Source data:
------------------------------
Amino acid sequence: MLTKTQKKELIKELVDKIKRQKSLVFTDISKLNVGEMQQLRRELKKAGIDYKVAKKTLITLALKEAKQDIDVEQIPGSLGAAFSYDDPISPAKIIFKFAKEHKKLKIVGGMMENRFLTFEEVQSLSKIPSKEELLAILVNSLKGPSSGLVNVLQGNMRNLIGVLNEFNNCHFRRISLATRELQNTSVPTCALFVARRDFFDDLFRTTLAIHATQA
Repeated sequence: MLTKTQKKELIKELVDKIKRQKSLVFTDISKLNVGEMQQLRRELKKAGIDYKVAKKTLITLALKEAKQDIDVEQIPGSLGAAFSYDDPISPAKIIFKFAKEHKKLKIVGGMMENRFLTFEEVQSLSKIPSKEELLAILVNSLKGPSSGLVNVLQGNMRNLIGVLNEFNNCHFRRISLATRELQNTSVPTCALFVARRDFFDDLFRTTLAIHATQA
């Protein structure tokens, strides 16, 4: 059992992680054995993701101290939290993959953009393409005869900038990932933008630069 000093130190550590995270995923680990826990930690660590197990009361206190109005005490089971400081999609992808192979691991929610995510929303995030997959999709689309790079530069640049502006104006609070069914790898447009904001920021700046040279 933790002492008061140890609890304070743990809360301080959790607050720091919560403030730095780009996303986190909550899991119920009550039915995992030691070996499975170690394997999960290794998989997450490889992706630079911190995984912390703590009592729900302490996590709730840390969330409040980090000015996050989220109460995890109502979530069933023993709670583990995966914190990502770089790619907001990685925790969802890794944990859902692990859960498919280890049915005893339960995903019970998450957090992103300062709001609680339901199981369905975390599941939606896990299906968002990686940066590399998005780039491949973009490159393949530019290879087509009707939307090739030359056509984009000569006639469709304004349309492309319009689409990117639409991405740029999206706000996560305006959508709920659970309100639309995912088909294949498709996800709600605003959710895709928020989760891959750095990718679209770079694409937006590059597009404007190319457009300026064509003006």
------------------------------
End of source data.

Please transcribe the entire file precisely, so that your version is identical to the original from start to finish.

Amino acid sequence: MLTKTQKKELIKELVDKIKRQKSLVFTDISKLNVGEMQQLRRELKKAGIDYKVAKKTLITLALKEAKQDIDVEQIPGSLGAAFSYDDPISPAKIIFKFAKEHKKLKIVGGMMENRFLTFEEVQSLSKIPSKEELLAILVNSLKGPSSGLVNVLQGNMRNLIGVLNEFNNCHFRRISLATRELQNTSVPTCALFVARRDFFDDLFRTTLAIHATQA
Repeated sequence: MLTKTQKKELIKELVDKIKRQKSLVFTDISKLNVGEMQQLRRELKKAGIDYKVAKKTLITLALKEAKQDIDVEQIPGSLGAAFSYDDPISPAKIIFKFAKEHKKLKIVGGMMENRFLTFEEVQSLSKIPSKEELLAILVNSLKGPSSGLVNVLQGNMRNLIGVLNEFNNCHFRRISLATRELQNTSVPTCALFVARRDFFDDLFRTTLAIHATQA
């Protein structure tokens, strides 16, 4: 059992992680054995993701101290939290993959953009393409005869900038990932933008630069 000093130190550590995270995923680990826990930690660590197990009361206190109005005490089971400081999609992808192979691991929610995510929303995030997959999709689309790079530069640049502006104006609070069914790898447009904001920021700046040279 933790002492008061140890609890304070743990809360301080959790607050720091919560403030730095780009996303986190909550899991119920009550039915995992030691070996499975170690394997999960290794998989997450490889992706630079911190995984912390703590009592729900302490996590709730840390969330409040980090000015996050989220109460995890109502979530069933023993709670583990995966914190990502770089790619907001990685925790969802890794944990859902692990859960498919280890049915005893339960995903019970998450957090992103300062709001609680339901199981369905975390599941939606896990299906968002990686940066590399998005780039491949973009490159393949530019290879087509009707939307090739030359056509984009000569006639469709304004349309492309319009689409990117639409991405740029999206706000996560305006959508709920659970309100639309995912088909294949498709996800709600605003959710895709928020989760891959750095990718679209770079694409937006590059597009404007190319457009300026064509003006």